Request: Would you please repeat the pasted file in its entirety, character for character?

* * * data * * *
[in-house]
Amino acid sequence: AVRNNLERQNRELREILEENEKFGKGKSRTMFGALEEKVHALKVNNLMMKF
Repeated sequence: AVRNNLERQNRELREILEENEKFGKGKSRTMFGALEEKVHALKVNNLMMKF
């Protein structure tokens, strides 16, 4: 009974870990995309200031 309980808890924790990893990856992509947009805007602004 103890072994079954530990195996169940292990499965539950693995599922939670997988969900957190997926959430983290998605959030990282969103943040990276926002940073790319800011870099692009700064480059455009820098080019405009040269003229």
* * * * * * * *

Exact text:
[in-house]
Amino acid sequence: AVRNNLERQNRELREILEENEKFGKGKSRTMFGALEEKVHALKVNNLMMKF
Repeated sequence: AVRNNLERQNRELREILEENEKFGKGKSRTMFGALEEKVHALKVNNLMMKF
């Protein structure tokens, strides 16, 4: 009974870990995309200031 309980808890924790990893990856992509947009805007602004 103890072994079954530990195996169940292990499965539950693995599922939670997988969900957190997926959430983290998605959030990282969103943040990276926002940073790319800011870099692009700064480059455009820098080019405009040269003229």